Type 1 Diabetes
Also called Juvenile Diabetes or IDDM (Insulin-Dependent Diabetes Mellitus). It is normally found in people under 30, there is Beta Cell Destruction and No Insulin production due to an autoimmune response. This is 10% of diabetes case.
S/S of Type 1 Diabetes
Rapid Onset, Fatigue, Increased Infections, Weight Loss, and the 3 Ps (Polyuria, Polydispia, and Polyphagia).
Type 2 Diabetes
Also called NIDDM (Non-Insulin-Dependent Diabetes Mellitus). It is normally found in people over 30, Beta cells wear out and the body is not getiing the glucose due to overproduction of insulin or there is too little insulin production. This is 90% of diabetes cases.
S/S of Type 2 Diabetes
History of Hypertension, Fatigue, Decreased energy, Frequent Infections, Slower healing, and mild symptoms.
S/S of both types of Diabetes
Nocturia, Weakness/Fatigue, Blurred Vision, Dry Skin, Pruritus, Shiny Skin on Lower extremities due to poor circulation, Cold feet/legs, Impotence, Vaginal Infections, GI symptoms.
Hormone secreted by the pancreas for glucose metabolism, helps convert glucose to glycogen (glycogenesis),stimulates active transport of glucose into cells. It also promotes fatty acid synthesis and conversion into fat.
Qualitative Diabetic Diet
Less structured diet that stresses moderation using the food pyramid reducing use of simple carbs, fats, and alchohol and even distribution throughout the day (Snacks if on insulin, or more food with exercise).
Quantitative Diabetic Diet
Diet Measure by amounts of food, 55-60% carbs, 10-20% protein, and up to 30% fats. Diabetic Exhange System and Weight Loss if appropriate.
Food needs related to exercise
Extra food needed before, during, and after high physical activity especially in type 1
groups foods together because they are alike. Foods on each list have about the same amount of carbohydrate, protein, fat and calories. In the amounts given, all choices on each list are equal. Any food on the list can be exchanged or traded for any other food. The lists are grouped into three main groups: carbohydrate group; meat and meat substitute group; and fat group.
Carbs will be 60-70% of your total kcals, Protein will be 15-20% of your total kcals, Fats will be 25-30% of your total kcals
Spread out throughout the day with a usual pattern of either 4 or 6 meals a day. Factors determined by daily activity level, exercise times, and med types and times.
exercising muscles use glucose more effectively, increases sensitivity, and decreases BP/prevents hypertension. Exercising alone also helps lower blood glucose.
Alchohol occasional use is OK if
Taken with food, not substituted for food. Insulin dose does not increase.
maintain food intake, maintain medication regimen. If unable to eat replace with caloric beverages, have frequent intaker throughout the day and closely monitor Blood glucose.
Research available foods, plan for snacks and time changes, carry a source of sugar, wear an ID, and have a physician's letter for insulin/syringes
When Dining Out
Preplan and choose an appropriate site and request and appropriate prep method for your food
Body may take a flight or fight response which in diabetic patients there is not enough insulin to put the extra energy into cells . Insulin antagonism increases blood glucose.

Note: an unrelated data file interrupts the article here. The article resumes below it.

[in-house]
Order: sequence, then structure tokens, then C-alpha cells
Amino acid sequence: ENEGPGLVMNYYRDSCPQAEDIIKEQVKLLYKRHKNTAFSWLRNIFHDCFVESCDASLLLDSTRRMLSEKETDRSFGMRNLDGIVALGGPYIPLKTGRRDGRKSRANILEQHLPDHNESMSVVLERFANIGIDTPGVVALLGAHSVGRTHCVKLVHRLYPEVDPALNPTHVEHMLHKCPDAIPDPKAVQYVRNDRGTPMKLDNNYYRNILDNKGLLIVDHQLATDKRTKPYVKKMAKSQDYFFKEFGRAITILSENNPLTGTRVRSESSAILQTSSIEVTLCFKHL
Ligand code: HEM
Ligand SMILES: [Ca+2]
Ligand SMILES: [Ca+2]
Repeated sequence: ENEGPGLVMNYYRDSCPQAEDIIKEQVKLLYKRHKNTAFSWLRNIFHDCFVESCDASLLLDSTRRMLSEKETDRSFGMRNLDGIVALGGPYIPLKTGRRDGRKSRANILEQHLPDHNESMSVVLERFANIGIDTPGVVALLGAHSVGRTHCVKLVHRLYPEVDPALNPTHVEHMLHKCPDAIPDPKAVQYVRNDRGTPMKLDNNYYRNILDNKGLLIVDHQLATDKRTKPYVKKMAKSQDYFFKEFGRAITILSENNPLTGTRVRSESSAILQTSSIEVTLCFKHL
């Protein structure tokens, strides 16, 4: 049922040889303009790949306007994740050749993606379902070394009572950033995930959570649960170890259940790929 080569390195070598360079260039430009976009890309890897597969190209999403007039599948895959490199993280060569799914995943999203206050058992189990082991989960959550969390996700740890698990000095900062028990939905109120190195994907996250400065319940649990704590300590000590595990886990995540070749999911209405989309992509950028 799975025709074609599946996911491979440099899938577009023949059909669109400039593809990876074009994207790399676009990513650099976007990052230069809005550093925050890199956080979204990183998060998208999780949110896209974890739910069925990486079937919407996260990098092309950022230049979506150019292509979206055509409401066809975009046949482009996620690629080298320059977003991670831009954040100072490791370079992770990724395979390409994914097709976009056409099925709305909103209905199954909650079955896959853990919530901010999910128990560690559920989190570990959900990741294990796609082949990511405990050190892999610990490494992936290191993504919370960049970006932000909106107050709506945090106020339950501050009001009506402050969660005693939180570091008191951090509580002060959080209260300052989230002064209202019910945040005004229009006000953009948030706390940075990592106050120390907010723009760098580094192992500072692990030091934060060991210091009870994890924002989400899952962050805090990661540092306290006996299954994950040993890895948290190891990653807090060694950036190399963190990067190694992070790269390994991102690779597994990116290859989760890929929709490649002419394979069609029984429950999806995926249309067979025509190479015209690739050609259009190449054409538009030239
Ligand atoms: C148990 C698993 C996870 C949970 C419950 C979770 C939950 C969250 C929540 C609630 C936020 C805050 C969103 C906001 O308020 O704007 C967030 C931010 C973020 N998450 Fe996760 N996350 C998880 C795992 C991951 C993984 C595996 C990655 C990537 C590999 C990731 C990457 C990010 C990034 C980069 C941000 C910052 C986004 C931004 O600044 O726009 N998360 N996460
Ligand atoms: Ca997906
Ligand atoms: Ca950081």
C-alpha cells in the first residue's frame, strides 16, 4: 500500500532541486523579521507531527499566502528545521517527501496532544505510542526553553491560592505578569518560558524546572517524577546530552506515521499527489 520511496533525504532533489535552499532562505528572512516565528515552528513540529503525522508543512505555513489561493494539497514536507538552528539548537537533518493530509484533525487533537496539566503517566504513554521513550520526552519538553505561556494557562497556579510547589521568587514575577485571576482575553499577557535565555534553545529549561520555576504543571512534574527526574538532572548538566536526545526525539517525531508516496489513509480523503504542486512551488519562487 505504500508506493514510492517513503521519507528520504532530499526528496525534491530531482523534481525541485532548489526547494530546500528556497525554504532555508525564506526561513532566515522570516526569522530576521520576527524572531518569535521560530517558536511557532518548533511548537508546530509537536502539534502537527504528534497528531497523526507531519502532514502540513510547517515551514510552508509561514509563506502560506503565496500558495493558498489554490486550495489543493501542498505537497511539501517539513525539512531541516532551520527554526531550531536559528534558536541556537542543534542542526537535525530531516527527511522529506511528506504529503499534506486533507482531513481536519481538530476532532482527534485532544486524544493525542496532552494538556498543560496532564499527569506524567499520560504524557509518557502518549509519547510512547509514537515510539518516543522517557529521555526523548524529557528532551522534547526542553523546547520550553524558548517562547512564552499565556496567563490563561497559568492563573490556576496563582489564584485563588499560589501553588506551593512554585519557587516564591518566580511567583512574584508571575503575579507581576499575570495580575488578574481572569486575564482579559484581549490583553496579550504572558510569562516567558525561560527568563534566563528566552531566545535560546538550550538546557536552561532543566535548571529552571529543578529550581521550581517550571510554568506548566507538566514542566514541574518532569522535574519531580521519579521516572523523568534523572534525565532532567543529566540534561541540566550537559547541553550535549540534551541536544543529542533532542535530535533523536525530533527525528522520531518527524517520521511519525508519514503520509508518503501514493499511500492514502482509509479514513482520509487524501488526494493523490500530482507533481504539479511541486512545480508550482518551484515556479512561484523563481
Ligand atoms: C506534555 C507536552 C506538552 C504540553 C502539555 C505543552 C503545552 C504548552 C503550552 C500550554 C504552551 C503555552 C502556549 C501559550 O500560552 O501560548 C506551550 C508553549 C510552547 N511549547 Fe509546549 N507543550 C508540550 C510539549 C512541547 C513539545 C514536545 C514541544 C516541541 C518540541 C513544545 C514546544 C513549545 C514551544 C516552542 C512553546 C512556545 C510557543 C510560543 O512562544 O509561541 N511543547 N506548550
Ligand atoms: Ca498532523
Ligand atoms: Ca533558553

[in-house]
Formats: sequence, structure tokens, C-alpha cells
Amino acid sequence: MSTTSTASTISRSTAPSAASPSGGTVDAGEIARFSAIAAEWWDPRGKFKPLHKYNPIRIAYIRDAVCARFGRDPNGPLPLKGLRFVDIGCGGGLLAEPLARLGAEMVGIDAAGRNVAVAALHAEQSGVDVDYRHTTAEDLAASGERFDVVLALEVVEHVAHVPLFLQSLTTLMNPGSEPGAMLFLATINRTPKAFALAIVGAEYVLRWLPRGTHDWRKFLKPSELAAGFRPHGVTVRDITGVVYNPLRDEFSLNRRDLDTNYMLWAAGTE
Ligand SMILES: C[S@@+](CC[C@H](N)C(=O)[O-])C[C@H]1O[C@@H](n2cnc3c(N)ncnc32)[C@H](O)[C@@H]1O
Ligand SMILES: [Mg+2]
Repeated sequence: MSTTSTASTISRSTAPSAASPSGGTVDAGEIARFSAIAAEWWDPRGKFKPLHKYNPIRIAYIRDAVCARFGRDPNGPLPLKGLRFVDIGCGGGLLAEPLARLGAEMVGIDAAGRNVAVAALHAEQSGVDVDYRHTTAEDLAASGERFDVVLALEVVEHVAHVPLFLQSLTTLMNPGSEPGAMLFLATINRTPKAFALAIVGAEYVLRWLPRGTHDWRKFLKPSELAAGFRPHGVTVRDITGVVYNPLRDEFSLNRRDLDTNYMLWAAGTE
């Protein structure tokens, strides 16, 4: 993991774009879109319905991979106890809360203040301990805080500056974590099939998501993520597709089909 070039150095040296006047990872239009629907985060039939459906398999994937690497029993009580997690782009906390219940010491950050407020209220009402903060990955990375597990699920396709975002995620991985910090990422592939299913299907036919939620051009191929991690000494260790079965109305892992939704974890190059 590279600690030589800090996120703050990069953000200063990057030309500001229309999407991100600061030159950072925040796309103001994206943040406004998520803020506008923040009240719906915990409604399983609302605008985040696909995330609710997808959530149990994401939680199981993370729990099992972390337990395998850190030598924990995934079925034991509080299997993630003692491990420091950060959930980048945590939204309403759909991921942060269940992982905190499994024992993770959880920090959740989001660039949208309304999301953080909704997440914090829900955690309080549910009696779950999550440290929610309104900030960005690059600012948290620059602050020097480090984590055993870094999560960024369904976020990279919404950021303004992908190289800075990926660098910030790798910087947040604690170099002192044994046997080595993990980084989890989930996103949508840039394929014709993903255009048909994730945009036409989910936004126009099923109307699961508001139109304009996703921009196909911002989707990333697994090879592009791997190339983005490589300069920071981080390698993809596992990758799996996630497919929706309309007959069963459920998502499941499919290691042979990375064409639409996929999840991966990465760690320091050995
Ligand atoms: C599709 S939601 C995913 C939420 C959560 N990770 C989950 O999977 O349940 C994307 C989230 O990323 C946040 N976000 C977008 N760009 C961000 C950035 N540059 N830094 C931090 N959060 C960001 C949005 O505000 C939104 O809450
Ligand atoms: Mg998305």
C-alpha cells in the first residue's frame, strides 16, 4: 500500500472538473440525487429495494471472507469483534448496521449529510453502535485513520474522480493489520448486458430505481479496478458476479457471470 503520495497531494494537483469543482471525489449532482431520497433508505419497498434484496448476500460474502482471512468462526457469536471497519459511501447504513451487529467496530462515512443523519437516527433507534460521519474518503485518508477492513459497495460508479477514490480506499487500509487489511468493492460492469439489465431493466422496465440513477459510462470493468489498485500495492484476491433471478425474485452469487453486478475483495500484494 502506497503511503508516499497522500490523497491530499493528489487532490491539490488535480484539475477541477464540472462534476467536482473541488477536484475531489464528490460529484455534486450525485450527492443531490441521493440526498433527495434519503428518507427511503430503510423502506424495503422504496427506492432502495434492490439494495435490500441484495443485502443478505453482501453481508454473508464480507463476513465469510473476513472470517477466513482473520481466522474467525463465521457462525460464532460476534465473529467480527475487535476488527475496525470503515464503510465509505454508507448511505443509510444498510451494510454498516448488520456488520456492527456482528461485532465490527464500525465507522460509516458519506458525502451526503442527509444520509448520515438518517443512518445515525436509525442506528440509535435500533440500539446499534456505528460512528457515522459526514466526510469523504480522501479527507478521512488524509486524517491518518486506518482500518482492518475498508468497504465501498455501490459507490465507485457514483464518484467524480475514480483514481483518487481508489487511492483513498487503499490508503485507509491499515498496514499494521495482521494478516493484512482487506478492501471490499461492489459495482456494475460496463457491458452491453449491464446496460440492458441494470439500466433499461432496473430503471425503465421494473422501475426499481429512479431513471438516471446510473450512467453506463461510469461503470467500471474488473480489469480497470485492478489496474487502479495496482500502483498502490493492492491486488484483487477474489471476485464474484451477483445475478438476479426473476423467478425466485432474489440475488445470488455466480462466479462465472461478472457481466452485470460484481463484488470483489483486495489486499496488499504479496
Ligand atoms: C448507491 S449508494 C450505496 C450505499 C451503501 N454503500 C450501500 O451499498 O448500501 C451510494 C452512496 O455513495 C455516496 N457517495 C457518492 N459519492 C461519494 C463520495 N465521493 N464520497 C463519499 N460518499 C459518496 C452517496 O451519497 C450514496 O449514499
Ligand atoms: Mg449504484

Exercise in Type 1 Diabetes
Unusual or extra exercise is dangerous without adjustments as there is an increased use of glucose. Increased breakdown of fatty acids leads to Ketosis. Avoid injection of insulin into muscle groups that will be exercised, also avoid exercise at peak times of insulin Snack before and during exercise and check BG before exercising, do not begin exercising until BG is under control..
Exercise in Type 2 Diabetes
Lowers plasma glucose levels, increases sensitivity of insulin recpetors, decreases LDL and triglycerides. Aerobic exercise for 30-60 mins 3-4 times a week
onset of 15-30 min, peaks at 30-90 minuts and has a duration of 3-5 hours. they appear clear, examples include Humalog and Novolog
Onset of 30-60mins, peaks at 2-4 Hours, and has a duration of 5-8 hours. They appear clear, examples include Humulin R and Novolin R. Only Insulin used in an IV. also called regular insulin.
Onset of 1-2 hours, peaks at 4-10 hours, and has a duration of 18-24 hours. They appear cloudy, examples include Humulin N and Novolin N.
Onset of 1-4 hours, peaks effect is minimal, and has a duration of up to 24 hours. They appear clear, examples include Lantus and Levemir
Fixed Combinations of Insulin
Already mixed insulin 50/50 (NPH/Regular) 70/30 (NPH/Regular) and 75/25 (Lispro Protamine or NPH/Lispro)
Not an Oral Insulin, only for type 2 diabetes patients. contraindicated with no endogenous insulin production.
A class of antidiabetic drugs that are used in the management of type 2 diabetes. They act by increasing insulin release from the beta cells in the pancreas. Example: glyburide
A class of antidiabetic drugs that are used in the management of type 2 diabetes. They act by decreasing glucose production in the liver. Example: metformin
A class of antidiabetic drugs that are used in the management of type 2 diabetes. They act by preventing the digestion of carbohydrates which are normally converted into simple sugars, so it reduces the impact of carbs on blood sugar. Examples: acarbose, miglitol
Also known as glitazones, is class of antidiabetic drugs that are used in the management of type 2 diabetes. They act by increasing insulin sensitivity of the cells and increases glucose uptake in fat and muscle, also lowers production by liver. Examples: rosiglitazone, pioglitazone